Can Yoga Help You Sleep Better?

Insomnia is the most common sleep disorder among American adults, with 10 to 15 percent of the population suffering from chronic insomnia. As many as 40% of adults in the U.S. experience some type of insomnia every year.

Older people, women, and those with other health problems are at higher risk for insomnia.

Despite its prevalence, insomnia, like many other sleep disorders, remains significantly under-diagnosed.

Insomnia may be common, but if left untreated its health consequences can be anything but benign. Chronic insomnia is associated with a number of serious medical conditions.

It can contribute to problems such as high blood pressure and heart attacks.

Research also indicates that lack of sleep can have negative effects on cognition, and the brain. Poor and fragmented sleep may contribute to impaired cognition as we age.

So, How Can Yoga Help?

1. Yoga reduces stress.

If there’s one thing yoga can do for you, it’s reduce stress! And don’t be fooled, stress shows itself in many different ways. Getting married to the love of your life or landing your dream job can be both happy, and stressful at the same time. Yoga can help you become more focused and mindful.

2. Yoga regulates your nervous system.

Many insomniacs suffer from hyperarousal. That means your ‘fight or flight’ response that was prompted by something that happened to you earlier in the day (like trying to meet a work deadline or fighting with a partner). Even if you feel exhausted, your nervous system may not be willing to allow you to rest. Yoga can help people come back to homeostasis quicker than people who don’t practice it.

3. Yoga helps you create a regular routine.

Yoga can help you create a routine and learn better sleep practices. Since yoga encourages you to experiment and listen to your body, You will be able to develop a routine; including taking a shower and doing a gentle yoga practice in bed or on the mat.

In this study, researchers included people with different types of insomnia, evaluating people with both primary and secondary insomnia. Primary insomnia is sleeplessness that develops on its own, independent of any other health problem or sleep disorder. Secondary insomnia develops as a symptom or consequence of another medical condition.

Many illnesses and health problems are associated with insomnia, including cancer, chronic pain conditions such as arthritis and fibromyalgia, and depression. Medications taken for chronic or acute health conditions can also trigger insomnia, as can the use (and abuse) of substances such as alcohol and prescription drugs.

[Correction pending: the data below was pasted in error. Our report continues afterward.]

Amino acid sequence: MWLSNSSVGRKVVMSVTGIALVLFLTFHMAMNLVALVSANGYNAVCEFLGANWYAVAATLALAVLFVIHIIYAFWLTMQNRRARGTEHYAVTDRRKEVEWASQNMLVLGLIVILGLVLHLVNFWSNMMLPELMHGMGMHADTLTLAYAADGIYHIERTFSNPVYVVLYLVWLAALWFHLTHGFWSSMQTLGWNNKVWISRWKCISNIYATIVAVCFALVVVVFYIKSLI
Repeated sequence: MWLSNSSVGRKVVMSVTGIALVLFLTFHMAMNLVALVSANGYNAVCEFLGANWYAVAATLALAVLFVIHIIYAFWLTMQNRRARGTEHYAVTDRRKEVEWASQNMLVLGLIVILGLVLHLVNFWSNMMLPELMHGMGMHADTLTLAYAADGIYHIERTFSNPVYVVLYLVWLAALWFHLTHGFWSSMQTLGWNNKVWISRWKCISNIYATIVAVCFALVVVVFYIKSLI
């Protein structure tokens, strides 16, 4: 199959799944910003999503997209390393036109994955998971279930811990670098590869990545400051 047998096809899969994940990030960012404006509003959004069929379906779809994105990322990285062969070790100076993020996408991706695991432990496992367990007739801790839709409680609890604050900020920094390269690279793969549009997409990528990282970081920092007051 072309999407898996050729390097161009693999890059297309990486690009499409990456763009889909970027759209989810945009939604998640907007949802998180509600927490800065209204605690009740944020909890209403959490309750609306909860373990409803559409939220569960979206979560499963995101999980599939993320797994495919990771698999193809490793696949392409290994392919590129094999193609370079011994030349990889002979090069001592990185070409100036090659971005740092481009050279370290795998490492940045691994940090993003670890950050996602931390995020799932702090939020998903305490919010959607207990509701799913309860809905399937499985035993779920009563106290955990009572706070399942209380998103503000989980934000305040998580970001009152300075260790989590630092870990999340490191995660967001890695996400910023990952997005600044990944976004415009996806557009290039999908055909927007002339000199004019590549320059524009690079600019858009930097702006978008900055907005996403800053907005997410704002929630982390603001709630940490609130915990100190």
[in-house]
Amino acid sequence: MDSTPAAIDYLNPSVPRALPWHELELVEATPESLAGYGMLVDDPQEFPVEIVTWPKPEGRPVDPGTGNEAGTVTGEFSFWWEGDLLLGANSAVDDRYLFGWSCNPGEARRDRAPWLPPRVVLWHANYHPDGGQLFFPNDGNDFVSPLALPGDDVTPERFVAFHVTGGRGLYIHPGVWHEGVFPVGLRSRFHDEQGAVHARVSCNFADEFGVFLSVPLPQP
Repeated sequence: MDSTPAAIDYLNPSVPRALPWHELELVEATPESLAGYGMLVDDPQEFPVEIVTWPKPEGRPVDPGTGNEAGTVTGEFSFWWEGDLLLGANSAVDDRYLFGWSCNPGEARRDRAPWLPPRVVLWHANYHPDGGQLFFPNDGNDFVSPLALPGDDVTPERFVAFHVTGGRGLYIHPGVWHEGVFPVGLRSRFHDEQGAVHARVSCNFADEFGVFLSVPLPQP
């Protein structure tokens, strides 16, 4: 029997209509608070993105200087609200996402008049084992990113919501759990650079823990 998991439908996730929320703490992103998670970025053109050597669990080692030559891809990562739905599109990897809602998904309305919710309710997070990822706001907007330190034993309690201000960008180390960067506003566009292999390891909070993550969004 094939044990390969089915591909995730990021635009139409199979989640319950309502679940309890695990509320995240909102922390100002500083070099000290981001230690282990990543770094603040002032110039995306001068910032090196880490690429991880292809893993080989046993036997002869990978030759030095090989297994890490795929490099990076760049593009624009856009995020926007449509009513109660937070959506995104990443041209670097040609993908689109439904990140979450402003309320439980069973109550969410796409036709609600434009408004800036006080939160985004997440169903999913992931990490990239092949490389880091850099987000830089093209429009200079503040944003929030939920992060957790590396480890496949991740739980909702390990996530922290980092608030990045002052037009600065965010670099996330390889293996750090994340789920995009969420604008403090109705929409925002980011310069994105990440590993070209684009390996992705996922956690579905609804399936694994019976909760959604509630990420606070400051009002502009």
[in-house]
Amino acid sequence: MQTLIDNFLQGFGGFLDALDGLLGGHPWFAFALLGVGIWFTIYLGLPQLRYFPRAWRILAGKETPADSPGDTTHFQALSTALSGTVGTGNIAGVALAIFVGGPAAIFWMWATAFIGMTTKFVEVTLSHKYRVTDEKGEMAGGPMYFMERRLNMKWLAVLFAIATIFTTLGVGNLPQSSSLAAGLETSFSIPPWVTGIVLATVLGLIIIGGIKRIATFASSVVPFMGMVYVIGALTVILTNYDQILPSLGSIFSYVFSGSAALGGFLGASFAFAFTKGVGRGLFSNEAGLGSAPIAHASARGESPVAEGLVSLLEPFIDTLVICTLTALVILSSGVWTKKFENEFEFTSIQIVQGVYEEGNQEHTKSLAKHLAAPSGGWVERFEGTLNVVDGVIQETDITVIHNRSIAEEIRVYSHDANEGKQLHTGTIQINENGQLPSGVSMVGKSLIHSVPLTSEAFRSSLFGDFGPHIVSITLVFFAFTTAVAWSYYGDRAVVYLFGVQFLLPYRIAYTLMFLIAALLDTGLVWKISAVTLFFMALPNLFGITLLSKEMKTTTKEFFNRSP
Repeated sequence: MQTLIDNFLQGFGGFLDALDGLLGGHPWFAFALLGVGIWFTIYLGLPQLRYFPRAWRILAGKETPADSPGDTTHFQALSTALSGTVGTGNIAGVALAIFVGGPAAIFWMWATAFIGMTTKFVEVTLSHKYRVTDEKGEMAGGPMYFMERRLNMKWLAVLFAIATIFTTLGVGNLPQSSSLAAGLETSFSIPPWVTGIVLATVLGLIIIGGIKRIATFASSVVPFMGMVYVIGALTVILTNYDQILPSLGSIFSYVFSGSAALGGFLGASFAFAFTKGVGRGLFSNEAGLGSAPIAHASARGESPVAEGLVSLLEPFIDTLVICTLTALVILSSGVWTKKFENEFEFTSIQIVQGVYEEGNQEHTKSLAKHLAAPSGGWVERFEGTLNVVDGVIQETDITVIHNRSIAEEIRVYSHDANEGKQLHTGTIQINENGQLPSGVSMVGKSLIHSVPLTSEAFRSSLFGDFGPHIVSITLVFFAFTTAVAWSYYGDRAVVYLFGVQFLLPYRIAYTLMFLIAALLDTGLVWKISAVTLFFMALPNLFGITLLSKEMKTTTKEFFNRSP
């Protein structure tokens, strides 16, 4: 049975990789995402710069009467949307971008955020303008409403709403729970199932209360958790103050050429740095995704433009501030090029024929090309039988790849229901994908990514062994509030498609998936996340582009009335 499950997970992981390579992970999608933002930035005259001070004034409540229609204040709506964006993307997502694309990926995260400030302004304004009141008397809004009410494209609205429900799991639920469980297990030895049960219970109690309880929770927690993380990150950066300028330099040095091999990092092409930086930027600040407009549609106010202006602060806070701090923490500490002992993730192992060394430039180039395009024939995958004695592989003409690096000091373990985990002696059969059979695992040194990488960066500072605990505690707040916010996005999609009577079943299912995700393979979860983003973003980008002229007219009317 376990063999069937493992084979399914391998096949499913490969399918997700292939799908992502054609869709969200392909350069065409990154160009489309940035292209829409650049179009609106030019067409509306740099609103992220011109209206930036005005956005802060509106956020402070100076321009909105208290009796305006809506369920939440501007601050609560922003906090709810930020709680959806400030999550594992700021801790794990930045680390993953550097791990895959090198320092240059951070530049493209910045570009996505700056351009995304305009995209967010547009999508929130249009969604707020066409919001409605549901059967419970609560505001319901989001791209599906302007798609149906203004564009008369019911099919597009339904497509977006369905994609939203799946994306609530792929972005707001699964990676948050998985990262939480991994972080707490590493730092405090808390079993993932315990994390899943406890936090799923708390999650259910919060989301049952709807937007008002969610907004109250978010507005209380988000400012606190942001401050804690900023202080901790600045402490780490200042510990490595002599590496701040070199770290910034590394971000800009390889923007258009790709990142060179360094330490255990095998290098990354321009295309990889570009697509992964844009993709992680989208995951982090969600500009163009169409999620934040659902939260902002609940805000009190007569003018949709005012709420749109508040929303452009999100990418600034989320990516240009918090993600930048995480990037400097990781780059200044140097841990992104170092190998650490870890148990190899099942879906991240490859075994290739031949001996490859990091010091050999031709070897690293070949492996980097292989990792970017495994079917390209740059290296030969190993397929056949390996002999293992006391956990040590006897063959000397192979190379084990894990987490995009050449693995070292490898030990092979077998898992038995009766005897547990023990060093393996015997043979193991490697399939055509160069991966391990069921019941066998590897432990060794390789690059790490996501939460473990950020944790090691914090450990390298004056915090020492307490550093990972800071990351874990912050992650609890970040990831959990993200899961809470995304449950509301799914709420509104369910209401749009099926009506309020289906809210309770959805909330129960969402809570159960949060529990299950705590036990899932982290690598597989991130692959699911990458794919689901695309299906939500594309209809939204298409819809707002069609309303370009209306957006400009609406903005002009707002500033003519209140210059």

Some of the Benefits of Yoga for the Sleep Deprived:

1. Sleep efficiency- sleeping more deeply.

2. Total sleep time

3. Total wake time- the ability to quickly wake up fully

4. Sleep onset latency- the amount of time it takes to fall asleep

When people who have insomnia perform yoga on a daily basis, they sleep for longer, fall asleep faster, and return to sleep more quickly if they wake up in the middle of the night.

If you want to work yoga into your bedtime routine, it’s important to do the right kind. Some types of yoga can be energizing (like hot yoga and vigorous vinyasa flow), which won’t help you relax as well as restorative styles of yoga-like Hatha and Nidra.

3 Poses for Preparing Your Body for Sleep:

1. Legs Up the Wall: Lie on the ground on your back and put the back of your legs up a wall (keep your legs straight), so your body is in an L-shaped pose. Relax into the position, hold it for at least 30 seconds and focus on your breathing.

2. Lying Butterfly: Lie on the ground on your back. Press the bottoms of your feet against each other and let your knees fall out to the sides. You can put a pillow under your knees if this feels too strenuous.

3. Corpse Pose: Lie on the ground on your back with legs straight, arms by sides, and palms facing up. Breathe slowly, focusing on your inhales and exhales.

So, the answer is Yes! Yoga can definitely help you to treat your insomnia, sleep better, longer, wake up faster and more rested.

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